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brought to you by: EspreeNet News Service

Published May 06, 2003



"Hardship; Stay or Go."
Two of Americas Most Wanted Carmello Anthony and LeBron James Make Moves Toward The NBA

TERRILL DEAN
EspreeNet News Service



Syracuse, NY (ENet News) - Well, folks here we are again. It's that time of year in which the top college prospects decide if they want to take their skills to The League. There are many who debate on whether or not to stay in school or go. For some it is an inner turmoil for others it is a clear decision.

This topic of should these players stay to finish college or for that matter to enter college, has been a huge discussion with many family, friends, players, and colleagues. I myself choose not to get wrapped up in it. Why, because of a persons right to seek opportunity and gainful employment. The thought of one seeking gainful employment on the professional level of basketball goes back to the throwback days. In that time it was called "hardship". Hardship was to provide an opportunity for someone to earn money in The League with out graduating from college.

Hardship began with one persons voice who felt he had accomplished everything he needed to do on the collegiate level. He spent one year in junior college, Trinidad State JC and one year at the division one level, University of Detroit and he won a gold medal for team USA in 1968. Who is that person? Spencer Haywood. He took on the NBA for the right to grant sole wage earners to play in The League. He was the pioneer and a true hardship case. Up next, Moses Malone. Straight from the high school ranks to the pros. (Of course both of these brothers played in the ABA first then a proving ground and competitor, then they stepped into The League.) Another pioneer how can we forget "Love Tron" himself, Mr. "Chocolate Thunder", Darryl Dawkins. He too was a hardship case. Since the Haywood, Malone, and Dawkins' hardship days, there have been changes to the definition of why people entered the draft early. Only they know their reasons.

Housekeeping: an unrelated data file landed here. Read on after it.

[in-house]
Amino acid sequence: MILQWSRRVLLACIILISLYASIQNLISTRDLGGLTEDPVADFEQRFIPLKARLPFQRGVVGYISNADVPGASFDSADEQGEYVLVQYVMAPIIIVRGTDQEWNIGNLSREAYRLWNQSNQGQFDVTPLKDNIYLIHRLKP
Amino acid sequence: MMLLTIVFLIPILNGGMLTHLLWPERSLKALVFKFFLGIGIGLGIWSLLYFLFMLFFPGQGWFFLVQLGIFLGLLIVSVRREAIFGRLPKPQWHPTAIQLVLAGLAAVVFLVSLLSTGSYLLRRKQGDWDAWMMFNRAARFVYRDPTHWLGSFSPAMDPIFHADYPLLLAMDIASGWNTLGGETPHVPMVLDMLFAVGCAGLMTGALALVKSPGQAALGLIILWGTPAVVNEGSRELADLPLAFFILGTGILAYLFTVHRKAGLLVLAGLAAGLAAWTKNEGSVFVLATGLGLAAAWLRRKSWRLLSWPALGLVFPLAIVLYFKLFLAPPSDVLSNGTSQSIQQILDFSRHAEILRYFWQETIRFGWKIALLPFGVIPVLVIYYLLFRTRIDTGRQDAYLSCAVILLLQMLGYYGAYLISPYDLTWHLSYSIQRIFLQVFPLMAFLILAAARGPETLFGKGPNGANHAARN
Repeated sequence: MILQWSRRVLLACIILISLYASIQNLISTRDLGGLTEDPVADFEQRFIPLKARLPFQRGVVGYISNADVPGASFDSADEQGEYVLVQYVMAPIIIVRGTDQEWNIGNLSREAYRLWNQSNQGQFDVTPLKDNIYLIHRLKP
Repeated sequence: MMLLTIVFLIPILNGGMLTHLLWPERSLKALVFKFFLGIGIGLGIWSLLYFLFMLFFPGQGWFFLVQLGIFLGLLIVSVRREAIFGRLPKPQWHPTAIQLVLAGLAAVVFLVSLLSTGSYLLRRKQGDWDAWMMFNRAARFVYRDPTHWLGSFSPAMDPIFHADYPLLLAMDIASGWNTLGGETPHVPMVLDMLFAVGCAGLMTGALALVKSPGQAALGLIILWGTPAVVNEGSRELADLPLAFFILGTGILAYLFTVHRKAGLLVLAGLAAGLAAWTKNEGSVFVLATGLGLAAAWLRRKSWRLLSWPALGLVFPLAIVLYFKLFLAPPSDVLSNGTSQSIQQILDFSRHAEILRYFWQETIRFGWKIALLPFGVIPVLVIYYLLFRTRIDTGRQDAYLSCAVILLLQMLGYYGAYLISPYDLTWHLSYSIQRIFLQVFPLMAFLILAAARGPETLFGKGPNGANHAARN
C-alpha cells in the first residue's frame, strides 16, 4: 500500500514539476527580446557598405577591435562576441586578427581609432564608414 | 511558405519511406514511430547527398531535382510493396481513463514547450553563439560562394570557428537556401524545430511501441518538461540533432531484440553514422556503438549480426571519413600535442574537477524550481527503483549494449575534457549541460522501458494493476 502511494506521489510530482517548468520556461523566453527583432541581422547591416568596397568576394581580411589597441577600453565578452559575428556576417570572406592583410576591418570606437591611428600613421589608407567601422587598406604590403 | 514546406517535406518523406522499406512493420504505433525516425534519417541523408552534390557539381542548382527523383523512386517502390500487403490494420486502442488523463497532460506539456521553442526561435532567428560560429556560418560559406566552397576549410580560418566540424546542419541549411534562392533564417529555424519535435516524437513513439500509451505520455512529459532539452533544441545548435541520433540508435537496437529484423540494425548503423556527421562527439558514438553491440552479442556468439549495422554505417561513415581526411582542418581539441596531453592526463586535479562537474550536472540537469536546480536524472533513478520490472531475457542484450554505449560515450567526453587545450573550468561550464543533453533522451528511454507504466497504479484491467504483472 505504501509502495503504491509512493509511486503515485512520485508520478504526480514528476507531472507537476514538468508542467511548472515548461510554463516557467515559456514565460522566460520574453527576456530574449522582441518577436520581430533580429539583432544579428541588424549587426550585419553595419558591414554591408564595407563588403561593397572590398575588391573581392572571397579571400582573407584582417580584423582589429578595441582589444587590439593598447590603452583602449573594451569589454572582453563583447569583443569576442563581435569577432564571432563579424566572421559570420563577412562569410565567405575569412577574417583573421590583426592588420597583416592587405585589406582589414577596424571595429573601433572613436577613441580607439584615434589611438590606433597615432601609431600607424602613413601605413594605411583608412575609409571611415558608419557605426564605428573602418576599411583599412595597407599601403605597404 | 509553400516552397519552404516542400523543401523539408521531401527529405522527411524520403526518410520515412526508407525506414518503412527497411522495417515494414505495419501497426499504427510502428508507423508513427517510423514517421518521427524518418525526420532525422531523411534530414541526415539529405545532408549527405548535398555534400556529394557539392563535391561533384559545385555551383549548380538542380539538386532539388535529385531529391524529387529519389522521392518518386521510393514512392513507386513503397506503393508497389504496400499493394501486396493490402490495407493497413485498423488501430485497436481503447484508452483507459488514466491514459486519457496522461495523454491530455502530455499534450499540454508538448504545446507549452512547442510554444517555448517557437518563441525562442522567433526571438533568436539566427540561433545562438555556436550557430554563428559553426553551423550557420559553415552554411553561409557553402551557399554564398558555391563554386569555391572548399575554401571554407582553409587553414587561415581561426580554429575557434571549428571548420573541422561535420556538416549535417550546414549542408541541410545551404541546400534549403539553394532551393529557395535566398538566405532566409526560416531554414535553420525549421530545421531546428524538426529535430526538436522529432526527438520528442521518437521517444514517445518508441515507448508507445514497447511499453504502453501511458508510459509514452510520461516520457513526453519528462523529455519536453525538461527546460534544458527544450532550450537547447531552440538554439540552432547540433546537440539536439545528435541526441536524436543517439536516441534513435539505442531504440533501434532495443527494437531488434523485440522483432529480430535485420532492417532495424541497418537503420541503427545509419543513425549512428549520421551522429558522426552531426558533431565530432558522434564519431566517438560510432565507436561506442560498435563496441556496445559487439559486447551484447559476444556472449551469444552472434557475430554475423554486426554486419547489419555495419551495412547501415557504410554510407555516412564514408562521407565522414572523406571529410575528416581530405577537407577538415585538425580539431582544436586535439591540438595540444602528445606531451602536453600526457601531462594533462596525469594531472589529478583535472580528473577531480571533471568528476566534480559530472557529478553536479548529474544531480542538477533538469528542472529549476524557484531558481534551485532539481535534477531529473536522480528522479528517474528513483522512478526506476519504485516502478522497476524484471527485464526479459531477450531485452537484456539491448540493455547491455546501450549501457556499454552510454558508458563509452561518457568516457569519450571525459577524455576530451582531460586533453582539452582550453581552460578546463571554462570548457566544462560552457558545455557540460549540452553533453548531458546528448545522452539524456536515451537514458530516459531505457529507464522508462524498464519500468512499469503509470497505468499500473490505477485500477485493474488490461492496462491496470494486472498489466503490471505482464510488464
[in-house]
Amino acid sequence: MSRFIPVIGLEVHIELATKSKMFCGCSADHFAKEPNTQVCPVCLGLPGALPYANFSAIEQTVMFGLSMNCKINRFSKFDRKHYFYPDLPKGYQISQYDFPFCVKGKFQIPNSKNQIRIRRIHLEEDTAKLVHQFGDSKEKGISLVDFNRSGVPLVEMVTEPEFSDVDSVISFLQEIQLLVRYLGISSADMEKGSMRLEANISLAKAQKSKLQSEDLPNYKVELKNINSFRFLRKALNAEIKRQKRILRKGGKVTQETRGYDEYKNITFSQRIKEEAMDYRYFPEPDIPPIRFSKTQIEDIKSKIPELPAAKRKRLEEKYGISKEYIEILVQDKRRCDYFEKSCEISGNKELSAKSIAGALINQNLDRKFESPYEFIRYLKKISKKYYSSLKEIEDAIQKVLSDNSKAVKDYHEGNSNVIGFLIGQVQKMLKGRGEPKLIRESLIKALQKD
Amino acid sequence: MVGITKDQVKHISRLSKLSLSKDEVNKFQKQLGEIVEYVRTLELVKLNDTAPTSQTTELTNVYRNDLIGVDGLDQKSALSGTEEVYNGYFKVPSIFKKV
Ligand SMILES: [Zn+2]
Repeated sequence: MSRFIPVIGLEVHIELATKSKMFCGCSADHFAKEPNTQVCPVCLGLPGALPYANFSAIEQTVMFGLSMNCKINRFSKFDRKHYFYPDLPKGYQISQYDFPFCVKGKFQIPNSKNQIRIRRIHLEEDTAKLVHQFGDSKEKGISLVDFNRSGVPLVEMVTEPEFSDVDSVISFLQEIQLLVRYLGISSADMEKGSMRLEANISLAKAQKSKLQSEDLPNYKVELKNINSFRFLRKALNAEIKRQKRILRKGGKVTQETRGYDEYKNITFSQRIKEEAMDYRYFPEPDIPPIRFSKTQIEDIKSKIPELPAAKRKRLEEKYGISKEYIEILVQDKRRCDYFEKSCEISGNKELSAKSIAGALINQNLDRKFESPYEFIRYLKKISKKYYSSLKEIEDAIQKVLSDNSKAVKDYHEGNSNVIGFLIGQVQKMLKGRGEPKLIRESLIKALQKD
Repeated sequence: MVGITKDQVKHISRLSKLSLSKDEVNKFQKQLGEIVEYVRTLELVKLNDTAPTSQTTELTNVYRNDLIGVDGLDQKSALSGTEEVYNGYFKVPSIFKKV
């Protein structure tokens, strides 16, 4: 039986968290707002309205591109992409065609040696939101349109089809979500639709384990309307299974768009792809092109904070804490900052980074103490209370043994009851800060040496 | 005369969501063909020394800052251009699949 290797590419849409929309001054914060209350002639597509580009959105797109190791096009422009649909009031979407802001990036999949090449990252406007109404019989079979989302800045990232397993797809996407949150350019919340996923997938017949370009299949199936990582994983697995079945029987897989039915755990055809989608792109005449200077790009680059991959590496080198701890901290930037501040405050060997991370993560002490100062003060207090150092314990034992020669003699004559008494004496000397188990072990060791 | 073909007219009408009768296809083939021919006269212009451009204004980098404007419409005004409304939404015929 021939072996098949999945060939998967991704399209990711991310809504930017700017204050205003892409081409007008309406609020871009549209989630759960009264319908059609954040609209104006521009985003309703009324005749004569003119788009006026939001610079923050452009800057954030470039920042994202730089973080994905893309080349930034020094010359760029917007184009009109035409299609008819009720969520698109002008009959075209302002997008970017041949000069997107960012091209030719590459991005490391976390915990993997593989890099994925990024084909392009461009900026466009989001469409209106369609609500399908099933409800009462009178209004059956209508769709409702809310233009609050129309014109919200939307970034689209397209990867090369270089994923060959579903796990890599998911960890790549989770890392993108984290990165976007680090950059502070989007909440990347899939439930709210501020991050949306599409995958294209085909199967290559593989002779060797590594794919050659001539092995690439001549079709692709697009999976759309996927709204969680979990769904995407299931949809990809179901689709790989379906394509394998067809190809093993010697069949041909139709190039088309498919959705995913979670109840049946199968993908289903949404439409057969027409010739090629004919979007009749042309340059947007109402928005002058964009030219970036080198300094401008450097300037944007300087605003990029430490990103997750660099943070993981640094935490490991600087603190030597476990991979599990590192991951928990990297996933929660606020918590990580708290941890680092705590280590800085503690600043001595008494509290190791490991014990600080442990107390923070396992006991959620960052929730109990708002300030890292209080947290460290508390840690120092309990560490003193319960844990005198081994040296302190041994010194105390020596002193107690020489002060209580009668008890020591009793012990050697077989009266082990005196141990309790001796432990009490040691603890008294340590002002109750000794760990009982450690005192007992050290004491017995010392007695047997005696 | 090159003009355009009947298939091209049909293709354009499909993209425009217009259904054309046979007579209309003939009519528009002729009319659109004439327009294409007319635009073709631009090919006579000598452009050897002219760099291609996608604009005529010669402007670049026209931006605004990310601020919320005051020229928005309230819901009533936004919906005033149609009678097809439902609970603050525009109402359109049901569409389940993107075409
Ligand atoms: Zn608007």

Fact, there have been a total of 416 players who entered the draft early from 1976 to 2000. 32 were international players, 24 junior college players, and 12 high school ballers. Their hardship was looking for work to improve their lives!

As one can see, there is and has been a pattern or a history of leaving early. So I ask, was there drama when, "The Big Ticket" Kevin Garnett left high school in 1995, Kobe Bryant and Jermaine O'Neal in 1996, Tracey McGrady in 1997, Al Harrington 1998, Deshawn Stevenson in 2000 and most recently, Amare Stoudemire, left high school? Sure, but nowhere near as much as it is now! They left for their own reasons, but they left because they had the skills to do work in "The L."

Next question, why the large out cry and controversy for the next level of stars? You know, Lebron James and Syracuse University's savior Carmello "Mello" Anthony. (Who are like Pac and Snoop Dog, "Two of Americas Most Wanted".) People, if it happened in the past, what makes you think leaving early won't and shouldn't happen again! They both can find work in The League. And isn't that what everyone wants their child to have, gainful employment. I know I wouldn't mind seeing those fellas getting paid. And if they have skills the National Basketball Association and its Players are looking for, then they should be with that organization.

What if "The Chosen One" goes to college who gets paid, him? I don't think so. It will be the NCAA, the school and the coach. (Just ask "Mello" how much money did he get from the jersey and t-shirt sales at the Final Four alone.) "The Chosen One risks all the nonsense of the H2 and the throwbacks coming to light, if he goes to Money University. Ok, "Mello" stays,'Cuse may vie for another title, and he gets what for the pockets? (And if "Mello" did get hit off, can you say violation?) These players know what's good. They have only done what hardship has ended up being, they have accomplished everything they wanted and now it is time to take on another challenge! THE L! I knew Mello would be out and what a way to go.

Oh by the way, congrats Coach Boeheim and thanks for keeping it real in 2002-2003 about "Mello".

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